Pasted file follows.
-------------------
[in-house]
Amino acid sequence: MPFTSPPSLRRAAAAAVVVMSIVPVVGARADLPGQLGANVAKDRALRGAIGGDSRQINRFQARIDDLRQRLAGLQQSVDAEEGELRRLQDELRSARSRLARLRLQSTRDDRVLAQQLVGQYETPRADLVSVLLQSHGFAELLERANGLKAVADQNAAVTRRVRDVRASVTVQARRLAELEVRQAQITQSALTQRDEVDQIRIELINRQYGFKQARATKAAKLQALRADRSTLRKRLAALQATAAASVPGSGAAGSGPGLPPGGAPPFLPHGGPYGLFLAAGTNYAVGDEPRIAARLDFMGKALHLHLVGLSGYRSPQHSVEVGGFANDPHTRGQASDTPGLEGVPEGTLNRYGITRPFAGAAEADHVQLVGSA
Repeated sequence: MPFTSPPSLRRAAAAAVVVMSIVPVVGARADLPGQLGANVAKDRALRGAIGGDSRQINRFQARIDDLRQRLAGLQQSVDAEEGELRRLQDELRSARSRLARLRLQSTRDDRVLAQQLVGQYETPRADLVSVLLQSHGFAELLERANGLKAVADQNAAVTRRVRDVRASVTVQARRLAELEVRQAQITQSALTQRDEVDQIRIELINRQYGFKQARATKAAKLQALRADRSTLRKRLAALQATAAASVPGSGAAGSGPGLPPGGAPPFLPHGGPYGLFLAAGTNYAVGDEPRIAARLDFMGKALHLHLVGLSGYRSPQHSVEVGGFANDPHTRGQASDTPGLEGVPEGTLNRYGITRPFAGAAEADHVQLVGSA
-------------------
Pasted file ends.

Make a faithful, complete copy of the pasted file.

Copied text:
[in-house]
Amino acid sequence: MPFTSPPSLRRAAAAAVVVMSIVPVVGARADLPGQLGANVAKDRALRGAIGGDSRQINRFQARIDDLRQRLAGLQQSVDAEEGELRRLQDELRSARSRLARLRLQSTRDDRVLAQQLVGQYETPRADLVSVLLQSHGFAELLERANGLKAVADQNAAVTRRVRDVRASVTVQARRLAELEVRQAQITQSALTQRDEVDQIRIELINRQYGFKQARATKAAKLQALRADRSTLRKRLAALQATAAASVPGSGAAGSGPGLPPGGAPPFLPHGGPYGLFLAAGTNYAVGDEPRIAARLDFMGKALHLHLVGLSGYRSPQHSVEVGGFANDPHTRGQASDTPGLEGVPEGTLNRYGITRPFAGAAEADHVQLVGSA
Repeated sequence: MPFTSPPSLRRAAAAAVVVMSIVPVVGARADLPGQLGANVAKDRALRGAIGGDSRQINRFQARIDDLRQRLAGLQQSVDAEEGELRRLQDELRSARSRLARLRLQSTRDDRVLAQQLVGQYETPRADLVSVLLQSHGFAELLERANGLKAVADQNAAVTRRVRDVRASVTVQARRLAELEVRQAQITQSALTQRDEVDQIRIELINRQYGFKQARATKAAKLQALRADRSTLRKRLAALQATAAASVPGSGAAGSGPGLPPGGAPPFLPHGGPYGLFLAAGTNYAVGDEPRIAARLDFMGKALHLHLVGLSGYRSPQHSVEVGGFANDPHTRGQASDTPGLEGVPEGTLNRYGITRPFAGAAEADHVQLVGSA